Five years ago, Petrol Records founder C.M. Murphy (best known for his 15 years as the manager of INXS) traveled to Santiago de Cuba with a musician friend. There, he fell in love with the urban music scene, and made it his mission to bring this music to the world. He brought a film crew there and actually built a home studio to record some of the local young talent. There, the story gets interesting—Cuban government officials tried to keep these artists (and their possible critique of Cuba’s government and society) under their hats, and obstacles started appearing.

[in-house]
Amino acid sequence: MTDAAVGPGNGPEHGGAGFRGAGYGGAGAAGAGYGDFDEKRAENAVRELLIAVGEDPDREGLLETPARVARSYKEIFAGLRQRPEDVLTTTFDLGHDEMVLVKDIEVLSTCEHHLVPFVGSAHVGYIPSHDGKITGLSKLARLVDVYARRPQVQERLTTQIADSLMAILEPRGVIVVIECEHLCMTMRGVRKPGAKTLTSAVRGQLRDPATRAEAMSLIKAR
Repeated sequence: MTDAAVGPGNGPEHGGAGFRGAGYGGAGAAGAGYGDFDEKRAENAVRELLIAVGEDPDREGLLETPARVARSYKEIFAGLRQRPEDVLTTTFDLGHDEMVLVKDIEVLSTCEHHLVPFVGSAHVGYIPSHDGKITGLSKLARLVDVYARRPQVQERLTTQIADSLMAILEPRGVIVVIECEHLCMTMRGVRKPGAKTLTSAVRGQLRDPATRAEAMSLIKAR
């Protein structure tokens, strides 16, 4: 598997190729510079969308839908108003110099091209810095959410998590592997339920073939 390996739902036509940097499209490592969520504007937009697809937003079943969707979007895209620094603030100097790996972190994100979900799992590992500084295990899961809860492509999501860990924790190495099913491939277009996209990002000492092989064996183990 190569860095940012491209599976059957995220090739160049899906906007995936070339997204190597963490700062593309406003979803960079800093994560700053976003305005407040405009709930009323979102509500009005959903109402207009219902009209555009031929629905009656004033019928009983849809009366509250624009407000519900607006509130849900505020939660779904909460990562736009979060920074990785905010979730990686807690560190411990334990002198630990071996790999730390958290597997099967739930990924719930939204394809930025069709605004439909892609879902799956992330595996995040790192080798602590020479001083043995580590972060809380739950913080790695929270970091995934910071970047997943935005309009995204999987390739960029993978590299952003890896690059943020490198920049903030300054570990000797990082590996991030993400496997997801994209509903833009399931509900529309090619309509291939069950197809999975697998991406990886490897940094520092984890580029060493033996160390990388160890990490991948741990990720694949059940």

This is a natural subject for a documentary, right? It would have been an exciting journey for anyone, and you can almost see the conflict play out, right? Sadly, after the brief introduction, the rest of the disc just consists of videos of these musicians’ songs. Not to say the songs aren’t great, because a lot of them are, especially “Chinito” by Candyman (who looks and sounds like a reggaetón version of T.I.) and the female rapper Fresca’s entry, “Frecuencia.” (The less said about the seemingly forced cover of “Children Of The Revolution,” though, the better.) But there are way too many corny video-style touches—fake scratches on the negative, etc.—for this project to considered “real” filmmaking, and the camera looks a little too longingly at the bumping and grinding asses of young Cuban women. (Admittedly, those asses ARE spectacular.) All in all, a great disc...but a wasted opportunity.